U.S. air support minimal as ISIS pushes deep into Ramadi

ISIS has intensified its push to capture Ramadi, a city of nearly half a million people and the capital of Anbar province:

Islamic State fighters on Tuesday penetrated to the core of Ramadi, the provincial capital of Iraq’s largest province, prompting local security officials to warn that the city was on the verge of falling to the extremists. Such a gain would be the Islamic State’s most significant victory in months.

An ISIS takeover in Ramadi would, indeed, be huge:

Ramadi is one of the last pockets of government control in Anbar, the province that abuts Baghdad on the west and the scene of some of the bloodiest battles waged by American troops during the U.S. occupation of Iraq from 2003 to 2011

Consolidated control of Anbar would open up Islamic State supply routes to Syria and would position the group for an advance on the Iraqi capital. 

Fortunately, local security forces and Sunni tribesmen have offered fierce resistence in Ramadi against ISIS. In fact, despite ISIS’s penetration to within meters of the government’s compound, the local forces appear thus far to have repelled the enemy.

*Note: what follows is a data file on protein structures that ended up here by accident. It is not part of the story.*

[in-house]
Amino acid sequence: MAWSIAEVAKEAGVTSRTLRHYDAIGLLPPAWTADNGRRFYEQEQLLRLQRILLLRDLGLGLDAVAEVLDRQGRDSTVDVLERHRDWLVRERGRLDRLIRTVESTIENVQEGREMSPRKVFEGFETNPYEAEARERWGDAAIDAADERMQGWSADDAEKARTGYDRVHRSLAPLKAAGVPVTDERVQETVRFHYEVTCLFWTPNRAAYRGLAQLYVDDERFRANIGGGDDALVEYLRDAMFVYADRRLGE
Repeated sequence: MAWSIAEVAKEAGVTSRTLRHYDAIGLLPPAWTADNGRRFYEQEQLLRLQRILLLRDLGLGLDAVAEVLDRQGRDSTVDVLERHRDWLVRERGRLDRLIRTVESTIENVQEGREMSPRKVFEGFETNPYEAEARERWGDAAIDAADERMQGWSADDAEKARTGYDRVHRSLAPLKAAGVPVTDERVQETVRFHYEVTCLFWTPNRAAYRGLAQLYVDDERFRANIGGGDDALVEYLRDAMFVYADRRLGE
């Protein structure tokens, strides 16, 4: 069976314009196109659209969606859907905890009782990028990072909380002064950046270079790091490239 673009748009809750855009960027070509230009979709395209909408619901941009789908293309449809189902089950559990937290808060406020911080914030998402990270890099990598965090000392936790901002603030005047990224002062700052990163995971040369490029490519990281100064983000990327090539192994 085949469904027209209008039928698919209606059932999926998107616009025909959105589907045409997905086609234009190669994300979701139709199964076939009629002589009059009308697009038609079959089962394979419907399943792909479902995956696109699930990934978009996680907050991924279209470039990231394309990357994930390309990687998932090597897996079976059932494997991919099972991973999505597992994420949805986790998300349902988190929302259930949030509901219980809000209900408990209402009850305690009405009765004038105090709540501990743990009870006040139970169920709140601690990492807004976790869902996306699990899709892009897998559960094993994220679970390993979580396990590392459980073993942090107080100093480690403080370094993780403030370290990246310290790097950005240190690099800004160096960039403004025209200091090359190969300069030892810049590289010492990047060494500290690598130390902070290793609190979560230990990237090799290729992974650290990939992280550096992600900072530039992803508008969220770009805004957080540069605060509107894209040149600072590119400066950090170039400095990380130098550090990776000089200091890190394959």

U.S. air strikes had been instrumental in helping to kee ISIS at bay. Without such support, the defenders of Ramadi have said they cannot hold out.

Unfortunately, during the recent rounds of fighting, U.S. air support reportedly was minimal. Local officials say they were told that U.S. aircraft are occupied on other fronts. It’s difficult to imagine what front is more critical right now than Ramadi, the site of some of the most intense fighting by U.S. troops during our war against al Qaeda in Iraq.

U.S. Central Command confirms the paucity of U.S. bombing. A spokeman said that the U.S. made two attacks on ISIS in the Ramadi area during the period from Friday through Monday. On Tuesday, it carried out one additional strike.

We have noted before that the U.S. bombing campaign against ISIS fails remotely to approach the intensity of our efforts during the early days of the Afghanistan war or during the Kosovo campaign. Even so, our failure to average even one raid per day while ISIS came close to overrunning the defenders of Ramadi is shocking.

The fight for control of Ramadi continues. Iraqi Prime Minister Haidar al-Abadi pledged today to send more support to Ramadi. Let’s hope that President Obama steps up U.S. support in the form of air strikes.

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